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Poitevin discovered that a bichromated gelatin-covered plate could be used to produce prints after being exposed to light through a negative. First, a plate was rendered light-sensitive by coating it with warm potassium or ammonium bichromated gelatin and heating it at a steady temperature in an oven until dry.
The style and quality of the way the watercolor paint was applied changed over the years but their RGB pallet remained consistent.Postcard Publishers, Printers and Manufacturers This list contains information on the the printers and publishers that produced the postcards with Terre Haute as their subject.Acmegraph Company Based in Chicago, this company operated between 19.The hardening of the gelatin resulted in less absorption in the areas which received the most light (those which will appear the darkest in the print).The plate was soaked in cold water, dried, and before printing it was wet again with a glycerine and water solution.Collotypes were important to the industry of photographic reproductions because they were fairly cheap to produce, and their range of tones permitted exact reproductions of photographs through a photomechanical process.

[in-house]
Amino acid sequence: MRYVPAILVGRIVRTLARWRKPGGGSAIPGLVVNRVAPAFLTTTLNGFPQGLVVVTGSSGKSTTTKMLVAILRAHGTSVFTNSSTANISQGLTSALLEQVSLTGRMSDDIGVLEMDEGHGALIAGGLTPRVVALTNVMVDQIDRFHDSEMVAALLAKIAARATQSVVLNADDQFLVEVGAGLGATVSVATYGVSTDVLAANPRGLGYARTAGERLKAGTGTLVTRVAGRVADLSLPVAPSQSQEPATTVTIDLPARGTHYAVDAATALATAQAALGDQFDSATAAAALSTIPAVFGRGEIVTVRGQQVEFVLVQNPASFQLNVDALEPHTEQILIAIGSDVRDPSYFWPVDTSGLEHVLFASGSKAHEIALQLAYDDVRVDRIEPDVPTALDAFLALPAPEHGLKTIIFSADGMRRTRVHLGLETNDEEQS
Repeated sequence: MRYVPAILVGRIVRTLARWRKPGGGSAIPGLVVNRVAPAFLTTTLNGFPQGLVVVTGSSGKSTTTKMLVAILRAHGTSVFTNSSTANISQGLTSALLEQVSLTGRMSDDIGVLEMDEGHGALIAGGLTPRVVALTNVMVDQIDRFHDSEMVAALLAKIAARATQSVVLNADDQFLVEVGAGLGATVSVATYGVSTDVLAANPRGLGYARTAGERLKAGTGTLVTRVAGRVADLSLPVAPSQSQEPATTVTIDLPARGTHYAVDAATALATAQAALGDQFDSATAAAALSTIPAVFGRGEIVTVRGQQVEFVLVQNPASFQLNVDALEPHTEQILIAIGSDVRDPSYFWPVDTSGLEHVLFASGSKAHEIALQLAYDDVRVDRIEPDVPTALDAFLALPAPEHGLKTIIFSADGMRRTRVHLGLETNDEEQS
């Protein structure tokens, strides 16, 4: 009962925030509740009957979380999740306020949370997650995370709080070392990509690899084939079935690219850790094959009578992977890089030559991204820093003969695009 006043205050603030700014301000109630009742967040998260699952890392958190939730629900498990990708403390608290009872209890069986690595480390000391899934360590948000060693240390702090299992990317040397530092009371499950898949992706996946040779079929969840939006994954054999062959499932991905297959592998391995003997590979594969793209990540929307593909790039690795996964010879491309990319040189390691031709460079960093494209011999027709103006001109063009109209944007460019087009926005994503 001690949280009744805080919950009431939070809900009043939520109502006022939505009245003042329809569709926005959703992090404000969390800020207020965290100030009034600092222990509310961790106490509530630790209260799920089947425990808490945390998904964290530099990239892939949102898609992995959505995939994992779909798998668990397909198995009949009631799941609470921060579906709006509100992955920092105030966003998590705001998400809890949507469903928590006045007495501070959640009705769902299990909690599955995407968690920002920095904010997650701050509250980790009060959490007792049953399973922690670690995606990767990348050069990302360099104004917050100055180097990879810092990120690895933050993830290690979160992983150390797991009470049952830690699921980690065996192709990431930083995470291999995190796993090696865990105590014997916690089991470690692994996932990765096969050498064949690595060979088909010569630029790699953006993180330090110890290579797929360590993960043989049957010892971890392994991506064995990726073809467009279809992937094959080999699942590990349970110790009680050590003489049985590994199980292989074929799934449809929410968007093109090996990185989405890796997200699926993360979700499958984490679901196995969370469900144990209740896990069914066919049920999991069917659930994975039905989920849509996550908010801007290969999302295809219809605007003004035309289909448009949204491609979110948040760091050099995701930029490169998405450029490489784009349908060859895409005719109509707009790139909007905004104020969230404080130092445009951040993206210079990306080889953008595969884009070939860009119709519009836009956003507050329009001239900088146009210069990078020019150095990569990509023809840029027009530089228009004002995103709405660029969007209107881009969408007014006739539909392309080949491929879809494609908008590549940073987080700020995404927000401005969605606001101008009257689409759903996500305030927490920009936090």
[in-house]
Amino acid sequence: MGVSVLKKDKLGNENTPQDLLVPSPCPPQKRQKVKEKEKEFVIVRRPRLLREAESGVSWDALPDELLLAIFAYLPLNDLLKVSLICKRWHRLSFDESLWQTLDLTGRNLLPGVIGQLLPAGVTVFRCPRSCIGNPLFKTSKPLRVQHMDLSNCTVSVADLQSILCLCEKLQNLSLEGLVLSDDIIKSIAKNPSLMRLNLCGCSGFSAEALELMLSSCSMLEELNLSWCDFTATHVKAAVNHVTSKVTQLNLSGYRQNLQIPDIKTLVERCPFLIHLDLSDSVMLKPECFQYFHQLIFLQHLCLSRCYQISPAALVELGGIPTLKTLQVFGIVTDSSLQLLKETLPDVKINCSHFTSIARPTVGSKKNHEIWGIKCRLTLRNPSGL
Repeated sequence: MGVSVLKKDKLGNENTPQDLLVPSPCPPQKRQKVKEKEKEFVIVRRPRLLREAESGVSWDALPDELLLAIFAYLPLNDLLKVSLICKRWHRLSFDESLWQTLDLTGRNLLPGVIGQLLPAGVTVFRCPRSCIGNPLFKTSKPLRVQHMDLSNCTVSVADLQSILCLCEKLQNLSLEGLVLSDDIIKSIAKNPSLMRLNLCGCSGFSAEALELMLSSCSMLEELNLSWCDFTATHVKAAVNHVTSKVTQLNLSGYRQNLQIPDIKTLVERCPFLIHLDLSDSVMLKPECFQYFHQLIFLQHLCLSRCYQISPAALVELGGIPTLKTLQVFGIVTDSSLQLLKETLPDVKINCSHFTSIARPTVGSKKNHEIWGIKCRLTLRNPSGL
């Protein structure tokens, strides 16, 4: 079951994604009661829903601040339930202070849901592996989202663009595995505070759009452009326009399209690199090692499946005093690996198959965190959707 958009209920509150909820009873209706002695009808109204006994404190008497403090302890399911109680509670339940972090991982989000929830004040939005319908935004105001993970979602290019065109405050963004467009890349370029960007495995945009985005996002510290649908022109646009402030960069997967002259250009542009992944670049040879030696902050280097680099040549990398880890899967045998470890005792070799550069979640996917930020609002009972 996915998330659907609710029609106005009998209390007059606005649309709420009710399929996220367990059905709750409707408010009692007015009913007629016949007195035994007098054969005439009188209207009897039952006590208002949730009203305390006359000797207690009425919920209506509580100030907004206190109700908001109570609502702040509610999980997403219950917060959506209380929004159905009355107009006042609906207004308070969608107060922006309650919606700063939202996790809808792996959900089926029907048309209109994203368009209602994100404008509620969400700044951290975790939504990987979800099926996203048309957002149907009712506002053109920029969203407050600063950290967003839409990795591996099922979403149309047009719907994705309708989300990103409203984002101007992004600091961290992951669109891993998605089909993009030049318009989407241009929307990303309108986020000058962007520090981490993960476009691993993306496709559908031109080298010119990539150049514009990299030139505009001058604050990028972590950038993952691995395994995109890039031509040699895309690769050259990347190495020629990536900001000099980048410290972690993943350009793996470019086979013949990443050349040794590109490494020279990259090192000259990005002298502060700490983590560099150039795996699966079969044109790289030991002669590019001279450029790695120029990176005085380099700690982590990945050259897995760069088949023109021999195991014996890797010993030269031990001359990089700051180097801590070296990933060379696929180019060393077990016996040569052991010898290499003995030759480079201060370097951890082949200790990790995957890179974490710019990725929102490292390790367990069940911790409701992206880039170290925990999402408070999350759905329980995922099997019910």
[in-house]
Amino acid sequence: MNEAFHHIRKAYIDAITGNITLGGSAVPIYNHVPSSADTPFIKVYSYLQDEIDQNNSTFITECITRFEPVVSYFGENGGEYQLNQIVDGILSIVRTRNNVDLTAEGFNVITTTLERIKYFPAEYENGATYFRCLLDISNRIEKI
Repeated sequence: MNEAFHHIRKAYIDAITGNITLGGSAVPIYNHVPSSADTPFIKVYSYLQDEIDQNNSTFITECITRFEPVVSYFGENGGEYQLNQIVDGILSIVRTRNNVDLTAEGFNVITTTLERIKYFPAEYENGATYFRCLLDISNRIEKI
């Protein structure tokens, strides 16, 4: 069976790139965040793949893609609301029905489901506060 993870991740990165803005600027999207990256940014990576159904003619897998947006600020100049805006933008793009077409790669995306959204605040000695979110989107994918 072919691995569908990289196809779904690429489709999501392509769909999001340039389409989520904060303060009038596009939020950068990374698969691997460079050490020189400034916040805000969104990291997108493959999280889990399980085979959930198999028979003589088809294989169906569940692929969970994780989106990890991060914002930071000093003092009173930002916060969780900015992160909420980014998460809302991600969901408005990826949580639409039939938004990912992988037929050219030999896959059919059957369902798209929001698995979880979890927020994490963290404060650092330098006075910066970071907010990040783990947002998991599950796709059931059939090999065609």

They are also noted for their ability to accurately reproduce drawings, prints, and watercolors, and are still in limited use to this day.
During its nearly sixty year run, the Albertype Company produced over twenty-five thousand prints, which were distributed across the United States in the form of postcards and viewbooks.
The company had agents, including Adolph Wittemann, take photographs of different cities and regions, which were then reproduced as collotypes.
In the late nineteenth century, photographic and photomechanical reproduction were becoming increasingly popular for commercial use.
The collotype, one of the most commercially successful photomechanical processes, was introduced in 1855 by the French photographer and chemical engineer Alphonse-Louis Poitevin.
Many publishers large and small printed cards though the Albertype Co.